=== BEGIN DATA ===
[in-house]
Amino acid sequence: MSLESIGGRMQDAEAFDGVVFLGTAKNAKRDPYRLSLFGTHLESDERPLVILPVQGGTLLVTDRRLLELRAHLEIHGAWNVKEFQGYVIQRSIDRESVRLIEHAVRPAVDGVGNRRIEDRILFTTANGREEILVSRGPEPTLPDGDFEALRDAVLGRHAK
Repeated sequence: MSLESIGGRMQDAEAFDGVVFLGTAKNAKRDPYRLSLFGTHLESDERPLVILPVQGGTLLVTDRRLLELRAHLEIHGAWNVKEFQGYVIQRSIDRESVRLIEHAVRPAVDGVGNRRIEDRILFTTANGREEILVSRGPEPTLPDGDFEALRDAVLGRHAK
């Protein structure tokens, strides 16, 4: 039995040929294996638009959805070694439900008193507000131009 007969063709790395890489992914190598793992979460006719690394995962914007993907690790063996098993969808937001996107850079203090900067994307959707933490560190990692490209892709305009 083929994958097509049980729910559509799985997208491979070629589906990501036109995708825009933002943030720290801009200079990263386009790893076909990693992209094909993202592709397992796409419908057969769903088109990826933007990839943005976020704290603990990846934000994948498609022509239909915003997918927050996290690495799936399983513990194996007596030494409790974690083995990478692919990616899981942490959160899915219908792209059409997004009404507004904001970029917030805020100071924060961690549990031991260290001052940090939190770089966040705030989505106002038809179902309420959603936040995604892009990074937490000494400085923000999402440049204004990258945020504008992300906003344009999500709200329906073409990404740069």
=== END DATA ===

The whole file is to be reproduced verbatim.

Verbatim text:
[in-house]
Amino acid sequence: MSLESIGGRMQDAEAFDGVVFLGTAKNAKRDPYRLSLFGTHLESDERPLVILPVQGGTLLVTDRRLLELRAHLEIHGAWNVKEFQGYVIQRSIDRESVRLIEHAVRPAVDGVGNRRIEDRILFTTANGREEILVSRGPEPTLPDGDFEALRDAVLGRHAK
Repeated sequence: MSLESIGGRMQDAEAFDGVVFLGTAKNAKRDPYRLSLFGTHLESDERPLVILPVQGGTLLVTDRRLLELRAHLEIHGAWNVKEFQGYVIQRSIDRESVRLIEHAVRPAVDGVGNRRIEDRILFTTANGREEILVSRGPEPTLPDGDFEALRDAVLGRHAK
């Protein structure tokens, strides 16, 4: 039995040929294996638009959805070694439900008193507000131009 007969063709790395890489992914190598793992979460006719690394995962914007993907690790063996098993969808937001996107850079203090900067994307959707933490560190990692490209892709305009 083929994958097509049980729910559509799985997208491979070629589906990501036109995708825009933002943030720290801009200079990263386009790893076909990693992209094909993202592709397992796409419908057969769903088109990826933007990839943005976020704290603990990846934000994948498609022509239909915003997918927050996290690495799936399983513990194996007596030494409790974690083995990478692919990616899981942490959160899915219908792209059409997004009404507004904001970029917030805020100071924060961690549990031991260290001052940090939190770089966040705030989505106002038809179902309420959603936040995604892009990074937490000494400085923000999402440049204004990258945020504008992300906003344009999500709200329906073409990404740069």